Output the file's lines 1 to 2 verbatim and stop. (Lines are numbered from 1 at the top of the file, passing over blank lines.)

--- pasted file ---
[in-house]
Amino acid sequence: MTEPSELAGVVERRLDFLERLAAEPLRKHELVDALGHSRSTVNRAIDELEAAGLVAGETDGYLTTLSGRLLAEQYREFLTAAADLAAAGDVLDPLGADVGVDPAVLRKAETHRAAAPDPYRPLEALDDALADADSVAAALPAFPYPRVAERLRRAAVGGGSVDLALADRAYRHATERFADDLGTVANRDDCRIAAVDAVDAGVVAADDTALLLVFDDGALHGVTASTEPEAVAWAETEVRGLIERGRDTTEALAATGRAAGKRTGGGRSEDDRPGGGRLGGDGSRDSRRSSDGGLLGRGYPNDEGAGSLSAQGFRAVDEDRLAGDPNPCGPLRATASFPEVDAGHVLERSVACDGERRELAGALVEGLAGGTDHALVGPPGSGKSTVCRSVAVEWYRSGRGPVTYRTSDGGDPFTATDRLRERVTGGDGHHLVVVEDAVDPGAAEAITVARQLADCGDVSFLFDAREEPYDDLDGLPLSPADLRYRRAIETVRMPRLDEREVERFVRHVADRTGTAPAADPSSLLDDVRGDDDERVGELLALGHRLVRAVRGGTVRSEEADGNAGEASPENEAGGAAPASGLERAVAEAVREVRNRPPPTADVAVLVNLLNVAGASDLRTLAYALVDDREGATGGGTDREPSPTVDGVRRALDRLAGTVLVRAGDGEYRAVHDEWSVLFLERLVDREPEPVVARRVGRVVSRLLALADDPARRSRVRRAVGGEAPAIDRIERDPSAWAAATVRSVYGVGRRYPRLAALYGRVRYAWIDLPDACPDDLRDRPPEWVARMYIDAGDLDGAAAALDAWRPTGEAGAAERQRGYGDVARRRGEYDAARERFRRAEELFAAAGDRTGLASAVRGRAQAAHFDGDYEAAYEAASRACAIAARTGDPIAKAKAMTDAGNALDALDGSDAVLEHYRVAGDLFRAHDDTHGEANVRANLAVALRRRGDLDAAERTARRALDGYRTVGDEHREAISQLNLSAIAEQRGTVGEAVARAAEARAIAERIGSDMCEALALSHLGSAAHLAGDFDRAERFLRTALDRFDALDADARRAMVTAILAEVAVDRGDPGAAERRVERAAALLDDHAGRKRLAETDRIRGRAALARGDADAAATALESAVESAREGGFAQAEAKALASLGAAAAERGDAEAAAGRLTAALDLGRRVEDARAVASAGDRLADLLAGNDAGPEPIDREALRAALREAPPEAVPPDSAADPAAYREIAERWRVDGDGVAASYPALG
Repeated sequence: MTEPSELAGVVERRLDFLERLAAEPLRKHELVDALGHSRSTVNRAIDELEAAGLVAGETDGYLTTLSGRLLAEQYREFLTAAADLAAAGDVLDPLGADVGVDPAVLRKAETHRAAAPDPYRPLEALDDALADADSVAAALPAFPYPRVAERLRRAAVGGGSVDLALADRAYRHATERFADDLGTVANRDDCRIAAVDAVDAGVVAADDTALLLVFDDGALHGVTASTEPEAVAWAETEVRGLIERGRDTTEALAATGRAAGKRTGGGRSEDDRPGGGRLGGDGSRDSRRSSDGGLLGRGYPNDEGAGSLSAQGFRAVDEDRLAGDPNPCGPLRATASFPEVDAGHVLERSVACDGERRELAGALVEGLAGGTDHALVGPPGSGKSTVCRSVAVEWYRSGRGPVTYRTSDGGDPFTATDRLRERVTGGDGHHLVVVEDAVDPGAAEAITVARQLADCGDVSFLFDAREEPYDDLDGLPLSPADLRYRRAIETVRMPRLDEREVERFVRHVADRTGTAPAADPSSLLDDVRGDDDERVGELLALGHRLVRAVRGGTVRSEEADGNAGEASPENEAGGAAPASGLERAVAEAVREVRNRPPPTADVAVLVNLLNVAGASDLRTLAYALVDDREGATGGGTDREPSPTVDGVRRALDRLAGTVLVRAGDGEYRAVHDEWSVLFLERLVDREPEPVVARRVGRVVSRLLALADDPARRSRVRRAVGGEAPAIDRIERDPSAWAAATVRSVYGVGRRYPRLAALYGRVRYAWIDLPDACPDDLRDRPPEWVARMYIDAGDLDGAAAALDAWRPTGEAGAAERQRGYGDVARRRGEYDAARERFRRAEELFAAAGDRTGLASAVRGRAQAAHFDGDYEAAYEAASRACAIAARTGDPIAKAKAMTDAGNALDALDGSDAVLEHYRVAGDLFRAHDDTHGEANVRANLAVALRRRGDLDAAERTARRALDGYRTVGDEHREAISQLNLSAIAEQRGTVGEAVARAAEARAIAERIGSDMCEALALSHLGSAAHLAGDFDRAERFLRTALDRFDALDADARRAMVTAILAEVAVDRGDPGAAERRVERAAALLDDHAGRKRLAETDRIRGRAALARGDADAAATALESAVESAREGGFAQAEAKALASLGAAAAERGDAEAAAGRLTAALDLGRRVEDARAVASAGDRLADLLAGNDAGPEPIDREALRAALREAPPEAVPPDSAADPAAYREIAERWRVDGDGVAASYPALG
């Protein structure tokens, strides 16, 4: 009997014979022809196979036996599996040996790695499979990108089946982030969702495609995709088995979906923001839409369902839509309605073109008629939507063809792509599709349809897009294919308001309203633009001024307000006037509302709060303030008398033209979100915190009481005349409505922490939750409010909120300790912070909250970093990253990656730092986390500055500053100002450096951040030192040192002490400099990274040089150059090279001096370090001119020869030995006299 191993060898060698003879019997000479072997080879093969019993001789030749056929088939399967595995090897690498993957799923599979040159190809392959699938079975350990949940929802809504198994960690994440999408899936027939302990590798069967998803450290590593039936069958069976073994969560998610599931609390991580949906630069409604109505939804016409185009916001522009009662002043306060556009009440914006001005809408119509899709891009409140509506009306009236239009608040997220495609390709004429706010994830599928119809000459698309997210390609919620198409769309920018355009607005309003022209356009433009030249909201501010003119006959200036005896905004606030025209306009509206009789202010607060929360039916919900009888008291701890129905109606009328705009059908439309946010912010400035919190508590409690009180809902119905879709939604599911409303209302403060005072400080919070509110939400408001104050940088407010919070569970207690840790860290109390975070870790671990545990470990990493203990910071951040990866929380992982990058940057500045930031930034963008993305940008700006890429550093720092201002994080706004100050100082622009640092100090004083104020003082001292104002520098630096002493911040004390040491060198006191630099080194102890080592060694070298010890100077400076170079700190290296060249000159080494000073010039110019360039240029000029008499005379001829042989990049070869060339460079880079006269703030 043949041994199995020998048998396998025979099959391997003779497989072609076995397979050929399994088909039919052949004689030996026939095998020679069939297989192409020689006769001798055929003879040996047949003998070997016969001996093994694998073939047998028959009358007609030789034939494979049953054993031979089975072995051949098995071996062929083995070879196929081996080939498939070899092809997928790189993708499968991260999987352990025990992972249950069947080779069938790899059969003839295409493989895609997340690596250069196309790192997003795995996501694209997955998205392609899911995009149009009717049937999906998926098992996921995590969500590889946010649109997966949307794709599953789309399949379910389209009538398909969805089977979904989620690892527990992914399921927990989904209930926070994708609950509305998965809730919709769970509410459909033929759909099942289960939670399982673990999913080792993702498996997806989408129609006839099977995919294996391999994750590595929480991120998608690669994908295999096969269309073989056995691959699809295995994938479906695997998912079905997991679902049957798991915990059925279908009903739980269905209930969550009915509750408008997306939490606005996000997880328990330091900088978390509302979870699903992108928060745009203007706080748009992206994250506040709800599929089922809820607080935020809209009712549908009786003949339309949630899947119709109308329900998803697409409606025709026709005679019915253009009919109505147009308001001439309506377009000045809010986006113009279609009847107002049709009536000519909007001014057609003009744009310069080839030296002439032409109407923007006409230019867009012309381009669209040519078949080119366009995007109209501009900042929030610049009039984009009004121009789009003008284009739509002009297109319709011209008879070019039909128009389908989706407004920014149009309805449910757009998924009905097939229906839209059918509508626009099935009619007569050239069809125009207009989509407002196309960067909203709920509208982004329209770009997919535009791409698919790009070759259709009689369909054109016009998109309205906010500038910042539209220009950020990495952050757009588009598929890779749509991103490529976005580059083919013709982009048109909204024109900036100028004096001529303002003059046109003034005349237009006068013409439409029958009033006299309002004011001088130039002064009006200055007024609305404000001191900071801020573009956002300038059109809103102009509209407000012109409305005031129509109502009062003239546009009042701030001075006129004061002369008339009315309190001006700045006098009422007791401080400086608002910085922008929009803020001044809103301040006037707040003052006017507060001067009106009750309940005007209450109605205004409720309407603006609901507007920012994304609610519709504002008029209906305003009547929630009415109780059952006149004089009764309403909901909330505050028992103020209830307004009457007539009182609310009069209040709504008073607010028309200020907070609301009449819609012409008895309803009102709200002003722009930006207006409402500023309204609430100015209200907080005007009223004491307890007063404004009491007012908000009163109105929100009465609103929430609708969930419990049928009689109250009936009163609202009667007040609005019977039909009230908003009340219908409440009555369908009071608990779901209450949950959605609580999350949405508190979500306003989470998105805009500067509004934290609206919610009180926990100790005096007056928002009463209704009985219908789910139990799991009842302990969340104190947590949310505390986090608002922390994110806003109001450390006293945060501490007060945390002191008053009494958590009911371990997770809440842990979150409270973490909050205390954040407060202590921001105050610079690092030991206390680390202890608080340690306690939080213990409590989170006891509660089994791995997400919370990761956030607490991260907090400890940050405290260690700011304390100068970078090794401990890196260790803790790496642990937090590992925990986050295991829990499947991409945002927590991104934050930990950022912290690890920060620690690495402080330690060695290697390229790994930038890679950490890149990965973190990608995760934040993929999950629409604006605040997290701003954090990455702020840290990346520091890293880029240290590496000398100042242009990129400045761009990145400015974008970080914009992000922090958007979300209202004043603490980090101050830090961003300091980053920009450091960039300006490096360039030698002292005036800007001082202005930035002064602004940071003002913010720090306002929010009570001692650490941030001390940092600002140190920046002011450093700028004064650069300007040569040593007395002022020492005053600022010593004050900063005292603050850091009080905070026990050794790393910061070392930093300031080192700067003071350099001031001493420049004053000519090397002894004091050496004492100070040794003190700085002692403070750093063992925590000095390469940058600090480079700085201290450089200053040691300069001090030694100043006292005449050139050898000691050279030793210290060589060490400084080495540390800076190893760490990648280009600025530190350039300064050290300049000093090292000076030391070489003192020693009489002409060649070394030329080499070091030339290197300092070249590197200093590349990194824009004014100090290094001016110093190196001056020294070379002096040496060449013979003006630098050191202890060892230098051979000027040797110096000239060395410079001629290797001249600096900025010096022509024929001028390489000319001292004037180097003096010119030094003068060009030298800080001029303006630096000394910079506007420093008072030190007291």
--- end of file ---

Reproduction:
[in-house]
Amino acid sequence: MTEPSELAGVVERRLDFLERLAAEPLRKHELVDALGHSRSTVNRAIDELEAAGLVAGETDGYLTTLSGRLLAEQYREFLTAAADLAAAGDVLDPLGADVGVDPAVLRKAETHRAAAPDPYRPLEALDDALADADSVAAALPAFPYPRVAERLRRAAVGGGSVDLALADRAYRHATERFADDLGTVANRDDCRIAAVDAVDAGVVAADDTALLLVFDDGALHGVTASTEPEAVAWAETEVRGLIERGRDTTEALAATGRAAGKRTGGGRSEDDRPGGGRLGGDGSRDSRRSSDGGLLGRGYPNDEGAGSLSAQGFRAVDEDRLAGDPNPCGPLRATASFPEVDAGHVLERSVACDGERRELAGALVEGLAGGTDHALVGPPGSGKSTVCRSVAVEWYRSGRGPVTYRTSDGGDPFTATDRLRERVTGGDGHHLVVVEDAVDPGAAEAITVARQLADCGDVSFLFDAREEPYDDLDGLPLSPADLRYRRAIETVRMPRLDEREVERFVRHVADRTGTAPAADPSSLLDDVRGDDDERVGELLALGHRLVRAVRGGTVRSEEADGNAGEASPENEAGGAAPASGLERAVAEAVREVRNRPPPTADVAVLVNLLNVAGASDLRTLAYALVDDREGATGGGTDREPSPTVDGVRRALDRLAGTVLVRAGDGEYRAVHDEWSVLFLERLVDREPEPVVARRVGRVVSRLLALADDPARRSRVRRAVGGEAPAIDRIERDPSAWAAATVRSVYGVGRRYPRLAALYGRVRYAWIDLPDACPDDLRDRPPEWVARMYIDAGDLDGAAAALDAWRPTGEAGAAERQRGYGDVARRRGEYDAARERFRRAEELFAAAGDRTGLASAVRGRAQAAHFDGDYEAAYEAASRACAIAARTGDPIAKAKAMTDAGNALDALDGSDAVLEHYRVAGDLFRAHDDTHGEANVRANLAVALRRRGDLDAAERTARRALDGYRTVGDEHREAISQLNLSAIAEQRGTVGEAVARAAEARAIAERIGSDMCEALALSHLGSAAHLAGDFDRAERFLRTALDRFDALDADARRAMVTAILAEVAVDRGDPGAAERRVERAAALLDDHAGRKRLAETDRIRGRAALARGDADAAATALESAVESAREGGFAQAEAKALASLGAAAAERGDAEAAAGRLTAALDLGRRVEDARAVASAGDRLADLLAGNDAGPEPIDREALRAALREAPPEAVPPDSAADPAAYREIAERWRVDGDGVAASYPALG